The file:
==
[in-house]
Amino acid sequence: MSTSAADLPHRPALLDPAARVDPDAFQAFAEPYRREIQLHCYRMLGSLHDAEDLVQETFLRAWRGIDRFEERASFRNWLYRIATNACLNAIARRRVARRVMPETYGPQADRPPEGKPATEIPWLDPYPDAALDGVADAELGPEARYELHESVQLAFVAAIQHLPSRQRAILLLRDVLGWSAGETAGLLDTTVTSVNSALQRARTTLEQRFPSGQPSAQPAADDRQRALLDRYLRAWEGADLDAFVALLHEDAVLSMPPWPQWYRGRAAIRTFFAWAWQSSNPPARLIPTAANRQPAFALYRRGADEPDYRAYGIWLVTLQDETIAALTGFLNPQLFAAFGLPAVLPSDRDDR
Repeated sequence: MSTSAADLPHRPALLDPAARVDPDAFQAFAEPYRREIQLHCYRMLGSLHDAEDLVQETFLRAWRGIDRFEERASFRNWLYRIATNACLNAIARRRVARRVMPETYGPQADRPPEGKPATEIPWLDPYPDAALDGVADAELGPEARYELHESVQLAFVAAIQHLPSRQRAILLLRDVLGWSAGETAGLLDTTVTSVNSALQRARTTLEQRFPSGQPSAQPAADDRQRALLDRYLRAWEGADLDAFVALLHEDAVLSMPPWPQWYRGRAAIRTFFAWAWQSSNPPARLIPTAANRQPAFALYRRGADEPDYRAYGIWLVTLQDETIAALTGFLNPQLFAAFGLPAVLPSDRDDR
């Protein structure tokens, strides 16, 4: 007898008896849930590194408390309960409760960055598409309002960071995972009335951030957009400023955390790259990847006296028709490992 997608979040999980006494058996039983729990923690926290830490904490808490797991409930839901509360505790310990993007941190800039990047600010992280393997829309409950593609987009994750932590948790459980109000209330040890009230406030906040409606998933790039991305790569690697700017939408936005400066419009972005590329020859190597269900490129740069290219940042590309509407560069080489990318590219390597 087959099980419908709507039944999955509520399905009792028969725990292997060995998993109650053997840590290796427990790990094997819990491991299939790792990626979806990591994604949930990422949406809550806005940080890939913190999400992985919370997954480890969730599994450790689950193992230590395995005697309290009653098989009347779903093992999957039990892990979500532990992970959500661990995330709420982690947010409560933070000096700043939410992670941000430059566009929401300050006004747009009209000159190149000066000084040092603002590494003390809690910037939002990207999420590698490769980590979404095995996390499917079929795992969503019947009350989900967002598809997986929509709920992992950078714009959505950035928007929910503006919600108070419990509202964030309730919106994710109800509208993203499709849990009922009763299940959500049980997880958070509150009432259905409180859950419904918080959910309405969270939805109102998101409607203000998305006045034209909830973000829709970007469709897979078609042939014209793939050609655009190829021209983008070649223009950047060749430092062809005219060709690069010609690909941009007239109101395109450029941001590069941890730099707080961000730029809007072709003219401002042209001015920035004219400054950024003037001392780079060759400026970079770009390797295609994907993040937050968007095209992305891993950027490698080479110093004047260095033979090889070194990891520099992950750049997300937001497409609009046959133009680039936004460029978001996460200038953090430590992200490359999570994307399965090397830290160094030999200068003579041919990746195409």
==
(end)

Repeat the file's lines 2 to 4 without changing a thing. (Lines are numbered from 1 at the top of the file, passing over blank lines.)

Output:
Amino acid sequence: MSTSAADLPHRPALLDPAARVDPDAFQAFAEPYRREIQLHCYRMLGSLHDAEDLVQETFLRAWRGIDRFEERASFRNWLYRIATNACLNAIARRRVARRVMPETYGPQADRPPEGKPATEIPWLDPYPDAALDGVADAELGPEARYELHESVQLAFVAAIQHLPSRQRAILLLRDVLGWSAGETAGLLDTTVTSVNSALQRARTTLEQRFPSGQPSAQPAADDRQRALLDRYLRAWEGADLDAFVALLHEDAVLSMPPWPQWYRGRAAIRTFFAWAWQSSNPPARLIPTAANRQPAFALYRRGADEPDYRAYGIWLVTLQDETIAALTGFLNPQLFAAFGLPAVLPSDRDDR
Repeated sequence: MSTSAADLPHRPALLDPAARVDPDAFQAFAEPYRREIQLHCYRMLGSLHDAEDLVQETFLRAWRGIDRFEERASFRNWLYRIATNACLNAIARRRVARRVMPETYGPQADRPPEGKPATEIPWLDPYPDAALDGVADAELGPEARYELHESVQLAFVAAIQHLPSRQRAILLLRDVLGWSAGETAGLLDTTVTSVNSALQRARTTLEQRFPSGQPSAQPAADDRQRALLDRYLRAWEGADLDAFVALLHEDAVLSMPPWPQWYRGRAAIRTFFAWAWQSSNPPARLIPTAANRQPAFALYRRGADEPDYRAYGIWLVTLQDETIAALTGFLNPQLFAAFGLPAVLPSDRDDR
């Protein structure tokens, strides 16, 4: 007898008896849930590194408390309960409760960055598409309002960071995972009335951030957009400023955390790259990847006296028709490992 997608979040999980006494058996039983729990923690926290830490904490808490797991409930839901509360505790310990993007941190800039990047600010992280393997829309409950593609987009994750932590948790459980109000209330040890009230406030906040409606998933790039991305790569690697700017939408936005400066419009972005590329020859190597269900490129740069290219940042590309509407560069080489990318590219390597 087959099980419908709507039944999955509520399905009792028969725990292997060995998993109650053997840590290796427990790990094997819990491991299939790792990626979806990591994604949930990422949406809550806005940080890939913190999400992985919370997954480890969730599994450790689950193992230590395995005697309290009653098989009347779903093992999957039990892990979500532990992970959500661990995330709420982690947010409560933070000096700043939410992670941000430059566009929401300050006004747009009209000159190149000066000084040092603002590494003390809690910037939002990207999420590698490769980590979404095995996390499917079929795992969503019947009350989900967002598809997986929509709920992992950078714009959505950035928007929910503006919600108070419990509202964030309730919106994710109800509208993203499709849990009922009763299940959500049980997880958070509150009432259905409180859950419904918080959910309405969270939805109102998101409607203000998305006045034209909830973000829709970007469709897979078609042939014209793939050609655009190829021209983008070649223009950047060749430092062809005219060709690069010609690909941009007239109101395109450029941001590069941890730099707080961000730029809007072709003219401002042209001015920035004219400054950024003037001392780079060759400026970079770009390797295609994907993040937050968007095209992305891993950027490698080479110093004047260095033979090889070194990891520099992950750049997300937001497409609009046959133009680039936004460029978001996460200038953090430590992200490359999570994307399965090397830290160094030999200068003579041919990746195409």